Shane Powell by Grant Ellis


“The first year I went to Tahiti was the massive year. I remember I lost my first heat to Victor Ribas and it was massive. It was fucking huge. It was the year Lowey got caught inside and threw his board and almost died. I was the heat before that happened. I was scared shitless. Anyway, I paddled out for my heat and copped one of the worst wipeouts of my life to this day. It still scars me. It was an eight-footer and I came out of the barrel but couldn’t turn. That was the first big year and we all thought you surfed 7’2”s, but I came out with so much speed my 7’2” wouldn’t turn so I couldn’t kick out. I was just locked into this thing and I look up and here’s the right coming across at me. I bailed and skimmed along the water and had the longest weightless feeling, knowing I was about to be picked up and slammed into the reef. I landed and got backflipped a couple of times into the reef then pancaked in two feet of water. The water’s drained off the reef and I’m thinking, okay, I’m sweet here, a couple of scratches on my knee… then I’ve turned around and looked and there was a six foot wall of white water coming at me like a tsunami. I’m standing there in ankle-deep water thinking, what the fuck do I do now? I just starfished onto the reef and waited for the thing to hit me. Bounce, bounce, bounce all the way into the lagoon. I was sliced up, broke my board, I’m stuck in the lagoon and had to go all the way around the reef to get back out. Meanwhile, Victor Ribas has got me comboed and I’m thinking, do I really wanna go back out there? That was my first experience at Teahupoo – sliced up and dead last, 33rd.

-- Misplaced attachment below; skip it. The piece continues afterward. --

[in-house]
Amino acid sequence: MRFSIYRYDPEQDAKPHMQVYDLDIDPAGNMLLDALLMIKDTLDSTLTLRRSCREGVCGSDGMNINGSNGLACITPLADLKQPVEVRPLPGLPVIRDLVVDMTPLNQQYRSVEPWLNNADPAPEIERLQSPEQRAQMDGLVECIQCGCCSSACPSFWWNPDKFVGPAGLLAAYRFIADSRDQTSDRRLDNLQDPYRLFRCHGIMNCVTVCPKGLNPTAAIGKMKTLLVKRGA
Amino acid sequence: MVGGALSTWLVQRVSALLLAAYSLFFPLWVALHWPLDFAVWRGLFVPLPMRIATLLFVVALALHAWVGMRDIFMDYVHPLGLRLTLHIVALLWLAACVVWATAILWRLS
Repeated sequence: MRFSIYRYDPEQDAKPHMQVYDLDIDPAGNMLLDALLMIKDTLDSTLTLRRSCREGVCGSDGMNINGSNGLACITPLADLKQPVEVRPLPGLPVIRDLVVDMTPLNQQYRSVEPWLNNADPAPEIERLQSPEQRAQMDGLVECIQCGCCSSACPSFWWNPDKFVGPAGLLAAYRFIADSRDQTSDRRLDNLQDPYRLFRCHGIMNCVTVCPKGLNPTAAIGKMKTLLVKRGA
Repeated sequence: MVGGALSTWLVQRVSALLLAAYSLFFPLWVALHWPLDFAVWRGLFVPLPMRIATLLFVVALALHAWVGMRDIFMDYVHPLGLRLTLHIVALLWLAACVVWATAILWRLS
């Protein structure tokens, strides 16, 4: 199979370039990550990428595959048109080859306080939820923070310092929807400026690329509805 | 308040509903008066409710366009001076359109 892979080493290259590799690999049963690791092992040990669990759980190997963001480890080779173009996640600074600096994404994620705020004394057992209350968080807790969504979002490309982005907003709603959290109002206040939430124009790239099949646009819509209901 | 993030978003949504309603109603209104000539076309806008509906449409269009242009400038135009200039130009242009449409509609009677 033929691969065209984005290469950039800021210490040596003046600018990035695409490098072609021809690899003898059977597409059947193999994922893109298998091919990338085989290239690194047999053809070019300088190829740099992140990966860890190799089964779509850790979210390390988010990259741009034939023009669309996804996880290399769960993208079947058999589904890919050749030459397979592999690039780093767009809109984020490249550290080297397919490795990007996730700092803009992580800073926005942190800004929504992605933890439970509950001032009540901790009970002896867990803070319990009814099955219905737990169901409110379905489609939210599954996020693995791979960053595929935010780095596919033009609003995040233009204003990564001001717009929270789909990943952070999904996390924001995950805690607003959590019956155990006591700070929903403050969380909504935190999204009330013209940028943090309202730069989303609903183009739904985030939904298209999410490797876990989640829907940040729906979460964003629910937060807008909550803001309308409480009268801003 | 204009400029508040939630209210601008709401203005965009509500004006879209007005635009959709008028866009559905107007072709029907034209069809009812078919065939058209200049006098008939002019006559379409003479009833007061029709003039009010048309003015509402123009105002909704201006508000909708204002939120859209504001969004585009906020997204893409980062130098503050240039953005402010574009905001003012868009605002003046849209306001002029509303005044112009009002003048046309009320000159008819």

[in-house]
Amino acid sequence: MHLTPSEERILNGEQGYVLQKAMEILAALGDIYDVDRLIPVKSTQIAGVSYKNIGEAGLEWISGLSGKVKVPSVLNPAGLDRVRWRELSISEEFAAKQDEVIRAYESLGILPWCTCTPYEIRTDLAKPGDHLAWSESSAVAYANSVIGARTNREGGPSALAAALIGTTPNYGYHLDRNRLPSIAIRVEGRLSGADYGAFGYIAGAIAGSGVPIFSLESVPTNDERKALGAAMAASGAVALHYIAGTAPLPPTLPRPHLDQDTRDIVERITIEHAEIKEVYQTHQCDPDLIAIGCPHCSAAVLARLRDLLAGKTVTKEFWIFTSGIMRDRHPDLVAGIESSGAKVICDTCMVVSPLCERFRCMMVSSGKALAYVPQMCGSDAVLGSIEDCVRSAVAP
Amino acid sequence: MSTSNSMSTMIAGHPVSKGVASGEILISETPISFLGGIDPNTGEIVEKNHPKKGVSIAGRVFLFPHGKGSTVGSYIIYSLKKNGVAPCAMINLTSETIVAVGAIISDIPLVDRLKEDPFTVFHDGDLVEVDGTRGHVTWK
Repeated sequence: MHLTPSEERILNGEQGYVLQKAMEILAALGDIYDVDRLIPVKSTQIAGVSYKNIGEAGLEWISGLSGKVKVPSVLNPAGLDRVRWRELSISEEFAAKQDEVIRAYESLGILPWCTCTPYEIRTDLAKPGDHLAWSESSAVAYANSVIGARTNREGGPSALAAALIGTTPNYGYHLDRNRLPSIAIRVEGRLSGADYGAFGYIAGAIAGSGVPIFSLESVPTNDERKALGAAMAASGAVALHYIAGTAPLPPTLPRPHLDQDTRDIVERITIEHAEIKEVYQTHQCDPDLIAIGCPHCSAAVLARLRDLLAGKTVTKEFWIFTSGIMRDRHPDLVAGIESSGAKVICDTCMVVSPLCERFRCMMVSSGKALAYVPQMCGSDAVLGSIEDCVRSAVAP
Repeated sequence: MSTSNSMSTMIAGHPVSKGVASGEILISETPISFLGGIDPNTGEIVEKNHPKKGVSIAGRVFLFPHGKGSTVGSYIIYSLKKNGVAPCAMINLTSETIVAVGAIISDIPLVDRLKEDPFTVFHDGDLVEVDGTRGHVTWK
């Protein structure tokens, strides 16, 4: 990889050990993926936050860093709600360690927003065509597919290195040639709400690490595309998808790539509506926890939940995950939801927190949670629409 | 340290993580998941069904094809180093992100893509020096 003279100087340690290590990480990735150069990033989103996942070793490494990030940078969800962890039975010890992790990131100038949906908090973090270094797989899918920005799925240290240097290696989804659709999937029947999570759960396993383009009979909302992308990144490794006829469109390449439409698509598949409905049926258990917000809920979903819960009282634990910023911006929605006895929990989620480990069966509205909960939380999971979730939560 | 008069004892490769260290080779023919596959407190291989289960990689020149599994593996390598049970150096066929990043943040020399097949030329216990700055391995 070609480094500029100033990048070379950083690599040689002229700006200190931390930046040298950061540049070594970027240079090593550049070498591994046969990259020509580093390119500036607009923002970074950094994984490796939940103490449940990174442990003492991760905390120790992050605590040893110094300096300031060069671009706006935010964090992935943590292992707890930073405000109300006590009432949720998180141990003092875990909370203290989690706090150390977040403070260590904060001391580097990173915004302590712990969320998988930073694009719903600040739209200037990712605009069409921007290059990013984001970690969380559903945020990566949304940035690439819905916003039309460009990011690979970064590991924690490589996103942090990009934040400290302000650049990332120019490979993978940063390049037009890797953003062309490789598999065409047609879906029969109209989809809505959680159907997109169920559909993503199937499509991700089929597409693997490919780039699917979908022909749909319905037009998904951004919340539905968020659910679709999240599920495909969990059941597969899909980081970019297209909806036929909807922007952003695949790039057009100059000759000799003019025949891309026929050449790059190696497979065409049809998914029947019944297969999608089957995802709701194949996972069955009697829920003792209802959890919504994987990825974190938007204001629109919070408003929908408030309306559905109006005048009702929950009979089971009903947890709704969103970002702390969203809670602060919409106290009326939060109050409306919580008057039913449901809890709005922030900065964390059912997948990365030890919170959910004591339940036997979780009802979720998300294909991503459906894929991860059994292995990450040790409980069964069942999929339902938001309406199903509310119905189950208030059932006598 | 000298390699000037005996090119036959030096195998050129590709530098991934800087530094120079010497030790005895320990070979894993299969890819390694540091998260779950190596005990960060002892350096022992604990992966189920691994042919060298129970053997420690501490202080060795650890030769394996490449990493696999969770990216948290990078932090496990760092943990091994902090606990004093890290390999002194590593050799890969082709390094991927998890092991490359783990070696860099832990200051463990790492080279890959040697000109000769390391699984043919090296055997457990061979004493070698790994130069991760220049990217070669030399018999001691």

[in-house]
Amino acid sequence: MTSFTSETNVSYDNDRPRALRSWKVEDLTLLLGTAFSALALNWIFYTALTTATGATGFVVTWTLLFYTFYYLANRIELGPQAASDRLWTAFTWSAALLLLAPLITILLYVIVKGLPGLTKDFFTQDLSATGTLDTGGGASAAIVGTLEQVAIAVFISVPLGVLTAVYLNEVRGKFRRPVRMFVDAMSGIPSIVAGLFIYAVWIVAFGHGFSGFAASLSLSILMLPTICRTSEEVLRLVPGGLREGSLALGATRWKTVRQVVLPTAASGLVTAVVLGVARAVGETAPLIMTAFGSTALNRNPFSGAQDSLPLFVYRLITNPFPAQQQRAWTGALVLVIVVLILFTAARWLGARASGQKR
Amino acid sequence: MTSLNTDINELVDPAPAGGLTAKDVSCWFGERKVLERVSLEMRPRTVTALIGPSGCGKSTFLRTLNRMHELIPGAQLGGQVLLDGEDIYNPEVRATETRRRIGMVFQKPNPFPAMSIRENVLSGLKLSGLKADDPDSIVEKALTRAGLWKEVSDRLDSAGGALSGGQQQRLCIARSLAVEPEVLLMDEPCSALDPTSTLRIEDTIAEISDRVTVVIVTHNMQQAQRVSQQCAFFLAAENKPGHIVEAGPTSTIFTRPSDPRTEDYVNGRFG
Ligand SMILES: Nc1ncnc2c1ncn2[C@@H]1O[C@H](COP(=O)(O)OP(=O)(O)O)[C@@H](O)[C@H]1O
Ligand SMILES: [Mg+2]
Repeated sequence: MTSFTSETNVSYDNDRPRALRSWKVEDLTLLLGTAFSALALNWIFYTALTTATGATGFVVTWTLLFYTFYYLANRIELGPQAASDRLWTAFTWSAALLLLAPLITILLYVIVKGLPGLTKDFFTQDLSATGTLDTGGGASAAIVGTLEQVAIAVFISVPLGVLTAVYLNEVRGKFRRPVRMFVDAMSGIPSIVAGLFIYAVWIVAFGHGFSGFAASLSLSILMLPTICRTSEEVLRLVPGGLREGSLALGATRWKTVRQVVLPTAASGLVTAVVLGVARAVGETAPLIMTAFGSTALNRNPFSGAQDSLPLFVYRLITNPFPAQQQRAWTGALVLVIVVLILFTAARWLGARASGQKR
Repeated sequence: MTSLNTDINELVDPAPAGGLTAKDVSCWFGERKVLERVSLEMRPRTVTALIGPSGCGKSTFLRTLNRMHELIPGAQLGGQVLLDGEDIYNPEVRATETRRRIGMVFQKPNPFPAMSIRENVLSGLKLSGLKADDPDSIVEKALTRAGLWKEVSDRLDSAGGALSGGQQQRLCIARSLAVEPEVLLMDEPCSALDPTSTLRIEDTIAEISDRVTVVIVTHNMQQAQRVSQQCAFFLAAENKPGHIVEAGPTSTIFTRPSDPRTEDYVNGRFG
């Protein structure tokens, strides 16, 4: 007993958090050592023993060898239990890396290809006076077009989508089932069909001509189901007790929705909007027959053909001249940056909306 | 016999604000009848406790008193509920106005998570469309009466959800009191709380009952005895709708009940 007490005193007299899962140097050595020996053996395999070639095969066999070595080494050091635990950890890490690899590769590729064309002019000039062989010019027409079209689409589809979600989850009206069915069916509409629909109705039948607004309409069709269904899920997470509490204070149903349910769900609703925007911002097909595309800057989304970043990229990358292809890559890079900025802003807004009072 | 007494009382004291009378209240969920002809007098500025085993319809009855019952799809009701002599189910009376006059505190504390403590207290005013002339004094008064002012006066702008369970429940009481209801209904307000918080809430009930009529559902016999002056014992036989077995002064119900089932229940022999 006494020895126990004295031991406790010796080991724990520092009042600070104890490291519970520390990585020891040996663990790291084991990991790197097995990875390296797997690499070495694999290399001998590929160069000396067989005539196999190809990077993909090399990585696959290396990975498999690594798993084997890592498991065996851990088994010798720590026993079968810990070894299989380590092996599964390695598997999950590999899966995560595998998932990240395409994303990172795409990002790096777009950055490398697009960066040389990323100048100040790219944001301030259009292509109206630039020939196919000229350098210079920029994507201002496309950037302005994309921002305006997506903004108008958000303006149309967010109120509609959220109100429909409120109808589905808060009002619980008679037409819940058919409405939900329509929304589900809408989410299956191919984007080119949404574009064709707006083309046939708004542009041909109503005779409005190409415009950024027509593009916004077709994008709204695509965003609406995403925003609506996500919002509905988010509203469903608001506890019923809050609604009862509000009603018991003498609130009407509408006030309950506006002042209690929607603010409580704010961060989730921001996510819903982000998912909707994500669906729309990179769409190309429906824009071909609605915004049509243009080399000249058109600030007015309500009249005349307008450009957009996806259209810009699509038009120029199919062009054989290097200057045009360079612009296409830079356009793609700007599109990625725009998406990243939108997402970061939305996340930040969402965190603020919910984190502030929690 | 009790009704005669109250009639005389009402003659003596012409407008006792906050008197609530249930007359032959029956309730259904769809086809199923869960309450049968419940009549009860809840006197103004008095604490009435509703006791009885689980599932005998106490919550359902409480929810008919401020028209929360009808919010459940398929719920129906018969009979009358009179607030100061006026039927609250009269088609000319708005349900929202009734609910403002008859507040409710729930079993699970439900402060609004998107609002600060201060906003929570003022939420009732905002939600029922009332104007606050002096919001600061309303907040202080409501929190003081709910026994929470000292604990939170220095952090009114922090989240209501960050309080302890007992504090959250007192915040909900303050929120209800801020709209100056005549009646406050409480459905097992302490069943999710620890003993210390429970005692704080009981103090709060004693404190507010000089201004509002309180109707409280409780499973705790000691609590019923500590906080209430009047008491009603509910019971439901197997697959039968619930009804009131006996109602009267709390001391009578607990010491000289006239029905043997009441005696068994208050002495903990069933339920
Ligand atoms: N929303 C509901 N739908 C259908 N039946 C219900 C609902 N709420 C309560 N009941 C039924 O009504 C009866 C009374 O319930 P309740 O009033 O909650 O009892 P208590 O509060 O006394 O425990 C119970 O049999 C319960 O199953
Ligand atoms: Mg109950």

“My wipeout wasn’t even the worst that year… not even close. The worst thing I’ve ever seen out there was Powelly’s wave that year. I was sitting in the channel watching it up close from the boat. That wave was so big and he got sooooo hammered. He was almost down for two waves before the skis got in there and found him and pulled him up by his leggie. It was radical. That same year – I’ll never forget this – Mick got one of the heaviest waves I’ve ever seen in his heat. It was probably the biggest thing he’s ever taken off on out there, it was massive. We’re all losing it, cheering and screaming our tits off for him cause it was such a heavy wave, but he was going so fast he couldn’t get barrelled so the judges gave him a 3.25. He’s caught the heaviest wave of his life and he got a 3.25. You should have seen his face when they announced it.”

This memory of Joel Parkinson’s above has been taken from SW409, The Noughties edition. There’s a hundred other clangers in there from this pre internet era of rich surf history. Don’t miss it. Available here

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